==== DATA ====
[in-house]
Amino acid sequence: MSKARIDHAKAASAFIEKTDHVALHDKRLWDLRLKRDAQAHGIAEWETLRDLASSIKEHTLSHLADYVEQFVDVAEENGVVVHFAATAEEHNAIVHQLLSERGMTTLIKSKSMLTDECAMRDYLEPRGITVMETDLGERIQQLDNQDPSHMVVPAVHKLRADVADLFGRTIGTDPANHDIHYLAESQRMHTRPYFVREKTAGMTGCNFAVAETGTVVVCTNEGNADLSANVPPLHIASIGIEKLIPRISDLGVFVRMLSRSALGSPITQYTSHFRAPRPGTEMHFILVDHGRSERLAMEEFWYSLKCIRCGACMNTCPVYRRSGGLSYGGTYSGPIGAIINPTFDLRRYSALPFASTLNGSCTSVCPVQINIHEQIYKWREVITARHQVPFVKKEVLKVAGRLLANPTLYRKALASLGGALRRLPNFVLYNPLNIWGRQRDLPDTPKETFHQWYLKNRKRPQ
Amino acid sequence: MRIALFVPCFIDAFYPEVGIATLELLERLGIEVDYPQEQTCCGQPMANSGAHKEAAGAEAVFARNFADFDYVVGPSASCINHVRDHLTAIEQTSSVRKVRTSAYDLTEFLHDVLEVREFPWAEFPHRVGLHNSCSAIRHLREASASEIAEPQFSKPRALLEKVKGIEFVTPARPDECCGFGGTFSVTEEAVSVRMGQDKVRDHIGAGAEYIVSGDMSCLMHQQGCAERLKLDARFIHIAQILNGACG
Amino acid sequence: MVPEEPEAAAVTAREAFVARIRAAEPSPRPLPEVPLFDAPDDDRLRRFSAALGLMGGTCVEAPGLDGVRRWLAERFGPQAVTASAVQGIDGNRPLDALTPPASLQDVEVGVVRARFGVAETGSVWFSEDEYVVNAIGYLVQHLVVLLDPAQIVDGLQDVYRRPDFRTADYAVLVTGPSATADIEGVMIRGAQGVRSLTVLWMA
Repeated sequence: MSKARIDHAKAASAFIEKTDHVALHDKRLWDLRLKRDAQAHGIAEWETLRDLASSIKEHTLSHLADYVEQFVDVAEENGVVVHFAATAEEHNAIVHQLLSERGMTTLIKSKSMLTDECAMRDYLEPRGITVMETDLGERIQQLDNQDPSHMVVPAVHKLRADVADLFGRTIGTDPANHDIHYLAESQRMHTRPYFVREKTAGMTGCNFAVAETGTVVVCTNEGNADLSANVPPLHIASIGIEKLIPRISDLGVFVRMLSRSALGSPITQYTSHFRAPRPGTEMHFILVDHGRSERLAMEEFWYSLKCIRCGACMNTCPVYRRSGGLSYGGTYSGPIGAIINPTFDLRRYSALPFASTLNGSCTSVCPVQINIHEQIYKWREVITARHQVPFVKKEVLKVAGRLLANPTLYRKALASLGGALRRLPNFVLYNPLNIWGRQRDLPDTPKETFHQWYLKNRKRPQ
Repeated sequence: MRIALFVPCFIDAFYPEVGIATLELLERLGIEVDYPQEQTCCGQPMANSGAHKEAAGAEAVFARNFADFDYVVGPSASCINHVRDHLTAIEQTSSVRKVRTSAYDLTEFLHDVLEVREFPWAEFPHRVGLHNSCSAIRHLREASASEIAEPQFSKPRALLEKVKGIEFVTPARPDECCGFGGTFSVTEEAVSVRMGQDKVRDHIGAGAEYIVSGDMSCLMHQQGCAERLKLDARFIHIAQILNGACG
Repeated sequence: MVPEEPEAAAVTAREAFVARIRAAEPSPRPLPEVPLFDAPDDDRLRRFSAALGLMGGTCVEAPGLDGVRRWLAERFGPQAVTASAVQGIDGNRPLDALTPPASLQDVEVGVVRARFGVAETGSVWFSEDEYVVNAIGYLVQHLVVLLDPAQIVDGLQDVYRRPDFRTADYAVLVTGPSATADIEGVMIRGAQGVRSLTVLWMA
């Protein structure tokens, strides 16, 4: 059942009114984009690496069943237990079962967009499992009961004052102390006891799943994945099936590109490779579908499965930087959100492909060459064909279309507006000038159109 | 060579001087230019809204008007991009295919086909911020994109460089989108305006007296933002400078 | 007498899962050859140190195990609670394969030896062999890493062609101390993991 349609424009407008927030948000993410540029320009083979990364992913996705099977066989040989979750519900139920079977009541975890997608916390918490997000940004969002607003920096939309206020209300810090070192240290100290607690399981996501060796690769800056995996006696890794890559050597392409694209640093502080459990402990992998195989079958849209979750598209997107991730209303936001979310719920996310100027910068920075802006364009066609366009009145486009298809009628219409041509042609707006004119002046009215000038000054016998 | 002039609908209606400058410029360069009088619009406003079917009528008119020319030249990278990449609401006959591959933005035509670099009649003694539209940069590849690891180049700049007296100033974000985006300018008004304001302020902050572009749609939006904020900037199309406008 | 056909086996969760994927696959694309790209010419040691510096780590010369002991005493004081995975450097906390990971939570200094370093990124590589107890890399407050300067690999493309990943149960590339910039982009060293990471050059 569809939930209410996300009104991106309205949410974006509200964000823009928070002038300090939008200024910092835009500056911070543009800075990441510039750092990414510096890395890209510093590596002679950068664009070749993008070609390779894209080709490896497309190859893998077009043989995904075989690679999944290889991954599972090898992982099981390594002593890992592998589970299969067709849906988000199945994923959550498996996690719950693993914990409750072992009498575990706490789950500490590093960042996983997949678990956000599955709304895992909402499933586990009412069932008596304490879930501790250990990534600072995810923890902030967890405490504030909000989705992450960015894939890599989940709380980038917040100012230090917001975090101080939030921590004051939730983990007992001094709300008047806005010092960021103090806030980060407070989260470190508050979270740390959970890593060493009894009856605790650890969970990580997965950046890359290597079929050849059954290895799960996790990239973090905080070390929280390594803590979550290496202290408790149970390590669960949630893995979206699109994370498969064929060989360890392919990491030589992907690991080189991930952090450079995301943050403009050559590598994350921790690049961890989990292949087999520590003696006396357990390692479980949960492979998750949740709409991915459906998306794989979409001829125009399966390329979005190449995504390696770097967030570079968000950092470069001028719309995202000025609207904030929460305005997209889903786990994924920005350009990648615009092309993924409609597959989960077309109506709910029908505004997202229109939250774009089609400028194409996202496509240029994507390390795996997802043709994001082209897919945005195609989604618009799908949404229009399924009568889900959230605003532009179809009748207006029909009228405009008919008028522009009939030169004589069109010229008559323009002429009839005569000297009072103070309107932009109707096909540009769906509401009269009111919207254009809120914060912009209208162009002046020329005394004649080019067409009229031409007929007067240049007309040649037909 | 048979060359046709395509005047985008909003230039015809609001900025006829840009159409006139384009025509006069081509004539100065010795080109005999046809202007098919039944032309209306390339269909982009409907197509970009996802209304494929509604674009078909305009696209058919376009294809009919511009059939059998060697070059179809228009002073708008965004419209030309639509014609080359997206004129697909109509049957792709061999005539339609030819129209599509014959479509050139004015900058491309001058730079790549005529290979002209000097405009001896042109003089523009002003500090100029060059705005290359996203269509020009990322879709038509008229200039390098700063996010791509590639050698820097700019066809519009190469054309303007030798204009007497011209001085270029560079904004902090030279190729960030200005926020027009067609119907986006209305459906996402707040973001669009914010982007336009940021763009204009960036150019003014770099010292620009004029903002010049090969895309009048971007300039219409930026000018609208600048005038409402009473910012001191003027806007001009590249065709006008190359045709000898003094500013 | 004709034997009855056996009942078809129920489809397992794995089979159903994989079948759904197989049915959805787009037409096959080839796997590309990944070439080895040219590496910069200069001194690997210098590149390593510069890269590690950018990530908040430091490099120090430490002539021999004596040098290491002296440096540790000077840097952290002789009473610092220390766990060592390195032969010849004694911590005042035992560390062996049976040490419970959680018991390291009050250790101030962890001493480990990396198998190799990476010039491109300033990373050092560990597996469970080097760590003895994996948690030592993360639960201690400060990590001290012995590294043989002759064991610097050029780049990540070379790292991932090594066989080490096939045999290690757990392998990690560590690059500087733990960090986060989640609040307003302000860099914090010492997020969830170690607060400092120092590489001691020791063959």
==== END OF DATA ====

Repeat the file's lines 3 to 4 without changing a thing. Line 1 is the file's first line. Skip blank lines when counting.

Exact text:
Amino acid sequence: MRIALFVPCFIDAFYPEVGIATLELLERLGIEVDYPQEQTCCGQPMANSGAHKEAAGAEAVFARNFADFDYVVGPSASCINHVRDHLTAIEQTSSVRKVRTSAYDLTEFLHDVLEVREFPWAEFPHRVGLHNSCSAIRHLREASASEIAEPQFSKPRALLEKVKGIEFVTPARPDECCGFGGTFSVTEEAVSVRMGQDKVRDHIGAGAEYIVSGDMSCLMHQQGCAERLKLDARFIHIAQILNGACG
Amino acid sequence: MVPEEPEAAAVTAREAFVARIRAAEPSPRPLPEVPLFDAPDDDRLRRFSAALGLMGGTCVEAPGLDGVRRWLAERFGPQAVTASAVQGIDGNRPLDALTPPASLQDVEVGVVRARFGVAETGSVWFSEDEYVVNAIGYLVQHLVVLLDPAQIVDGLQDVYRRPDFRTADYAVLVTGPSATADIEGVMIRGAQGVRSLTVLWMA